A giraffe in Tanzania doesn't seem too bent out of shape for having its neck ... uh, bent out of shape.
Wildlife photographer Mark Drysdale captured these images of this remarkable animal while on safari in the Serengeti earlier this month.
"It continues to lead a normal life in spite of its odd shape," he wrote on Facebook. Drysdale said he's never seen anything like it in his eight years as a professional wildlife photographer, the Daily Mail reports.
Drysdale suggests in his Facebook post that the condition is the result of an injury sustained during a fight with another giraffe five or six years ago. Caters News Agency reports the animal lives in an area of Tanzania with few veterinary resources.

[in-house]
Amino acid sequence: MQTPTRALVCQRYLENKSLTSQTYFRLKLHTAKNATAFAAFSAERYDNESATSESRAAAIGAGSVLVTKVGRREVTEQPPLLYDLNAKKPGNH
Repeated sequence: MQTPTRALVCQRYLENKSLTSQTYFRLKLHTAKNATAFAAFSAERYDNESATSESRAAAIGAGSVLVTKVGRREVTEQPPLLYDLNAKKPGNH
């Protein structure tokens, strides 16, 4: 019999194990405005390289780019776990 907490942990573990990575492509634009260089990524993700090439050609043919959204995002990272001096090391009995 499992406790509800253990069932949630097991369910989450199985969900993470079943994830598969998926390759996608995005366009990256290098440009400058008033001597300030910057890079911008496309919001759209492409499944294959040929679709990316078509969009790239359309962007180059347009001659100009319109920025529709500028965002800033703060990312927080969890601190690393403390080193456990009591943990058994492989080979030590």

Male giraffes often engage in a fighting ritual called "necking," in which they swing their long necks around and headbutt each other to establish dominance or secure a mate. Sometimes one of them is knocked out, according to the Giraffe Conservation Foundation, but “very rarely” die in such contests.
The average giraffe lifespan in the wild is about 25 years, according to National Geographic. Another giraffe with a crooked neck was euthanized at age 21 at the Santa Barbara Zoo in 2008.
A safari company in Botswana posted this video last year of another giraffe with a similar condition, writing that it was about 15 years old at the time.